Friday, January 4, 2008

No, McConnell Doesn't Hate Kids

Undaunted by the facts, John Cheves and the Lexington Herald-Leader have once again taken Republican Senate Leader Mitch McConnell to task regarding SCHIP, the state child health insurance program. One would think, from reading the piece, that our senior senator grinds the bones of children to make his bread.

First, Cheves asserts that "Bush and congressional Republicans -- led by Senate Minority Leader Mitch McConnell of Kentucky -- have blocked expansion of the SCHIP program."

That is not the case. McConnell (unlike Wendell Ford) voted in favor of the original SCHIP bill in 1997. And McConnell has authored legislation, the Kids First Act, to expand SCHIP to cover additional poor children. In fact, the McConnell bill would insure more poor children than the bill supported by the Lexington-Herald and vetoed by the president.

But McConnell and the President correctly recognize that any expansion of SCHIP must be carefully drafted, because not all states use the program to fund insurance for poor children. To the contrary, New York sought to insure families with annual incomes of $82,000. New Jersey, likewise, wants to insure families with incomes of $70,000. And though the program was intended to protect children -- thus the "c" in "SCHIP" -- New Jersey spends half of its SCHIP funds on adults.

As a consequence of abuses by states like New York and New Jersey, the President vetoed legislation that failed to close a number of loopholes.

A point on the numbers: Cheves states that "[i]n 2006, Kentucky's SCHIP program spent $90 million to cover 51,000 children."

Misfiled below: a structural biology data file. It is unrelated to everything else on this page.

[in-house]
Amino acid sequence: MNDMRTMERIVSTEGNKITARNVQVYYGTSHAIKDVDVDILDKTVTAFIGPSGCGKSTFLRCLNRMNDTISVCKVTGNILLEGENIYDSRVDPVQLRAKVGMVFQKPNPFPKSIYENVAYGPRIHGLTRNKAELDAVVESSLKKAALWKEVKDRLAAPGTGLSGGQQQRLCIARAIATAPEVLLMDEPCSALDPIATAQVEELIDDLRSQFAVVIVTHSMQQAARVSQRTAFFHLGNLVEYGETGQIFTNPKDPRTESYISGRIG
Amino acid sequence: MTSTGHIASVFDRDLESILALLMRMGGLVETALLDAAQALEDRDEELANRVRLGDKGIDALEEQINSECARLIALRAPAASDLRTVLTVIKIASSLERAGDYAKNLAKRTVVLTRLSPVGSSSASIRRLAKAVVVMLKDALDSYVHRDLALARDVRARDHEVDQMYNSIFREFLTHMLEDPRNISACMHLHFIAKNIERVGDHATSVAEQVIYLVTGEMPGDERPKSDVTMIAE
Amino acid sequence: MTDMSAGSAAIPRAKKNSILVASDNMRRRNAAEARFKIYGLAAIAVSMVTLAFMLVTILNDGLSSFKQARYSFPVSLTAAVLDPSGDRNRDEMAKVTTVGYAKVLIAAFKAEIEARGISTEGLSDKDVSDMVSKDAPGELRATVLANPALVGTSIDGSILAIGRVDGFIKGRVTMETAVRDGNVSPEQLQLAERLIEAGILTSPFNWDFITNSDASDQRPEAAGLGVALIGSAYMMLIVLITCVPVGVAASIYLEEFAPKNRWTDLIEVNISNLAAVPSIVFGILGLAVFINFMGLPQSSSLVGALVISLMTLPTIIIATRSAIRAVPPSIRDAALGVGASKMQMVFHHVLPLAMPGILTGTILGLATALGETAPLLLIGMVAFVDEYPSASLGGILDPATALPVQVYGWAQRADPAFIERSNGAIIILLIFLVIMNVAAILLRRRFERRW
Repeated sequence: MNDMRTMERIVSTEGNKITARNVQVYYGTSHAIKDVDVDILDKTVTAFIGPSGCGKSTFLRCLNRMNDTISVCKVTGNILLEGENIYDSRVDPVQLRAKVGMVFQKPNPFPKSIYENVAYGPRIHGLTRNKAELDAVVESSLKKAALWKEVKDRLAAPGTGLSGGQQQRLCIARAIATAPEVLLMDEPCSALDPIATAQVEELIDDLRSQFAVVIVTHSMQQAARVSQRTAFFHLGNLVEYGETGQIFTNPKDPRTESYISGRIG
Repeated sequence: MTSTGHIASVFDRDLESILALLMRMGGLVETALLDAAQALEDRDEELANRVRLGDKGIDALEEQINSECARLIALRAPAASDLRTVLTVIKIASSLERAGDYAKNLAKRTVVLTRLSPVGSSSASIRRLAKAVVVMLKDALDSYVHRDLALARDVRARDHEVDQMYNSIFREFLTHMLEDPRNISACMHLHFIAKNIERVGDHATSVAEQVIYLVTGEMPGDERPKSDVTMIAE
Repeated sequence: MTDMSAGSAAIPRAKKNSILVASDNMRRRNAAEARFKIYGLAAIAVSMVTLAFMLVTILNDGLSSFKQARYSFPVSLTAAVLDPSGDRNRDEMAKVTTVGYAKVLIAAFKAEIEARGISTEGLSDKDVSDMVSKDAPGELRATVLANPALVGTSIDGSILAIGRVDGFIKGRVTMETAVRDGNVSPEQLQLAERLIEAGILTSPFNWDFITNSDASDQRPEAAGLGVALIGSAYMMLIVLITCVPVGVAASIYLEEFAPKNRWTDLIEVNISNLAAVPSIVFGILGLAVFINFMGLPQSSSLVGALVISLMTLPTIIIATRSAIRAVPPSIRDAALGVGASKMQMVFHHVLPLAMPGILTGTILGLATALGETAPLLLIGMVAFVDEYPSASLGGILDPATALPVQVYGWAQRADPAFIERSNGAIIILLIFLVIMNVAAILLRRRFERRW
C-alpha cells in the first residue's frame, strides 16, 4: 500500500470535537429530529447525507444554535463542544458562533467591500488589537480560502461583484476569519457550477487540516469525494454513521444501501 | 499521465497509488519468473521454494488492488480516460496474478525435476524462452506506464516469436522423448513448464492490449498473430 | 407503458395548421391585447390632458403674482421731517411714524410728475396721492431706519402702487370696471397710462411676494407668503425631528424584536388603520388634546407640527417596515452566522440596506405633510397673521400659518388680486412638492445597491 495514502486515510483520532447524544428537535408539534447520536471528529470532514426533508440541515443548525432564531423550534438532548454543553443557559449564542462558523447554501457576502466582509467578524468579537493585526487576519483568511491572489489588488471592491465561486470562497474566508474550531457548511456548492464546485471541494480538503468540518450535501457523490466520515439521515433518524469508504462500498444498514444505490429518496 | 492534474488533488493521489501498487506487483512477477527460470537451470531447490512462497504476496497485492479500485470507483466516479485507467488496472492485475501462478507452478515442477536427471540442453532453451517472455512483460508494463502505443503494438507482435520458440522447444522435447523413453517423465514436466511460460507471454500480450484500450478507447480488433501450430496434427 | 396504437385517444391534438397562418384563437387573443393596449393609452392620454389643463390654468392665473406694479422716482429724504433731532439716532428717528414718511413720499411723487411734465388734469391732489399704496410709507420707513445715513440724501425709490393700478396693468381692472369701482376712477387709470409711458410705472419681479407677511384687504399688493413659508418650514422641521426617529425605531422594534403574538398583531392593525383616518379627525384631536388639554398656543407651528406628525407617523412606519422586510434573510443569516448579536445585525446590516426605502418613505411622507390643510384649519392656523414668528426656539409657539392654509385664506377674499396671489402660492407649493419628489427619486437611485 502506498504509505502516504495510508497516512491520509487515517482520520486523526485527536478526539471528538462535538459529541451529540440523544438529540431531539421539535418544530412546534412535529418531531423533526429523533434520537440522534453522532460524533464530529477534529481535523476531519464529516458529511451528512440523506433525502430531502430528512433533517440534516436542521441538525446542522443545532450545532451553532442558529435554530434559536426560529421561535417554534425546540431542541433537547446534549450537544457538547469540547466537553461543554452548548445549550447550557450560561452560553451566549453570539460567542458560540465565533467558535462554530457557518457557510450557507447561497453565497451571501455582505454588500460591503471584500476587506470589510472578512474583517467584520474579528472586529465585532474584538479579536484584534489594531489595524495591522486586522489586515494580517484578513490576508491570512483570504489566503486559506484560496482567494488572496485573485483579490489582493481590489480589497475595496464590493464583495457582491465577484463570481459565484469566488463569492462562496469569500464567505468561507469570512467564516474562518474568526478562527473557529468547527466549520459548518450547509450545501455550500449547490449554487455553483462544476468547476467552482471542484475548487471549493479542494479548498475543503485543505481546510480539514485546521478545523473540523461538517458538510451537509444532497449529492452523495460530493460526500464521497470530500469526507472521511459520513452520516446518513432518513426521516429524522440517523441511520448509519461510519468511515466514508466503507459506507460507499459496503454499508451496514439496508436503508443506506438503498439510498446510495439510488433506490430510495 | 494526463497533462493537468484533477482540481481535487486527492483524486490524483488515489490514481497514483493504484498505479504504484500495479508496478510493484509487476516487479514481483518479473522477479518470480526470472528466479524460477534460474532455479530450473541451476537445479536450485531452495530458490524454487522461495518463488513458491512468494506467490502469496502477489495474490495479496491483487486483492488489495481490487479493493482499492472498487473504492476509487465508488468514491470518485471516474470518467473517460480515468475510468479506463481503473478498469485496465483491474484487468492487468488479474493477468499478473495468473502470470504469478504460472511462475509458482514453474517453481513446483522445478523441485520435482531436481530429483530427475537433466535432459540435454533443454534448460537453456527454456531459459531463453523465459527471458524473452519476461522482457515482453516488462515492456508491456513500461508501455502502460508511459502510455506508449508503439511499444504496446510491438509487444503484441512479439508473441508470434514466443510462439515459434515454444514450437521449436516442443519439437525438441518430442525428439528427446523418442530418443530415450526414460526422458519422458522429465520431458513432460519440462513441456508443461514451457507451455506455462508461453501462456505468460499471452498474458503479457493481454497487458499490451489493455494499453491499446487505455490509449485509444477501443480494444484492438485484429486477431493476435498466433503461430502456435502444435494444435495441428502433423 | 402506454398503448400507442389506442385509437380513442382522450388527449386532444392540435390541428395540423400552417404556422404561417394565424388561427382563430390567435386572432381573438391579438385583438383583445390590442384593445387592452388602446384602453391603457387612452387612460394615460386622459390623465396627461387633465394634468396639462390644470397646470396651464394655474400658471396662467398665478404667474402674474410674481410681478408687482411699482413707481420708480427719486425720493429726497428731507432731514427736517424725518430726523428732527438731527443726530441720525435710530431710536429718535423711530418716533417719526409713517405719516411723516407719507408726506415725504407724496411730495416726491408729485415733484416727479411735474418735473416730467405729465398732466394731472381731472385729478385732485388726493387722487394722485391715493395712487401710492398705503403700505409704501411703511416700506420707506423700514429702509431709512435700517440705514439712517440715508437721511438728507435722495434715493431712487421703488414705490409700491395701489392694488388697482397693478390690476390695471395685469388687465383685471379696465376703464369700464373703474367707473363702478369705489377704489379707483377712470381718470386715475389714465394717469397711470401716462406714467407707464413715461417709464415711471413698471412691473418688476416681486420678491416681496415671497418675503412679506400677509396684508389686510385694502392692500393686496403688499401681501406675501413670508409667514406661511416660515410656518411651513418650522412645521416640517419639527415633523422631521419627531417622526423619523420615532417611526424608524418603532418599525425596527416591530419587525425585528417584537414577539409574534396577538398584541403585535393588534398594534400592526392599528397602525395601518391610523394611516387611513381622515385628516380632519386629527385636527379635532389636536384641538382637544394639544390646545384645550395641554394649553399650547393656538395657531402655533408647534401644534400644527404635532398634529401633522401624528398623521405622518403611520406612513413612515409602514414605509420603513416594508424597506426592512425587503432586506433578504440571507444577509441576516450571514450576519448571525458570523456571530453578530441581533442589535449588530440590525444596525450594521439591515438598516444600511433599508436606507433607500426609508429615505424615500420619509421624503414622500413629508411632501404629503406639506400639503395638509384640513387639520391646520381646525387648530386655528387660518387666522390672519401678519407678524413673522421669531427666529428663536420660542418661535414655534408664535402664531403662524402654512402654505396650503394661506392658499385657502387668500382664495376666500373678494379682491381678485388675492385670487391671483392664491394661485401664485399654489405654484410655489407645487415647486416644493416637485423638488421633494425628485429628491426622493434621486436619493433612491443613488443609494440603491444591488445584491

McConnell's Kids First Act would provide $161 million to Kentucky children in the SCHIP program (K-CHIP), according to the Department of Health and Human Services. The bill which the president vetoed, in contrast, would have provided $158 million. So the McConnell bill is actually more generous to Kentucky children than the bill that the Herald-Leader supported.

But the McConnell bill stays true to the original intent of SCHIP -- to provide health insurance for children from families too poor to buy private insurance, but with incomes too high to qualify for Medicaid -- and still closes the loopholes exploited by middle-class adults in other states.

Cheves' fallacy is that he confused the intent of SCHIP, which McConnell supports, with the program's actual consequences, particularly the way in which it has been abused. McConnell and the President simply wanted to end the abuse and give the savings to the poor children who legitimately need the insurance.

McConnell's Kids First Act shows that he cares about and wants to help the poor children of Kentucky, but as for those middle-class adults in New Jersey trying to scam the tax-payers, not so much.

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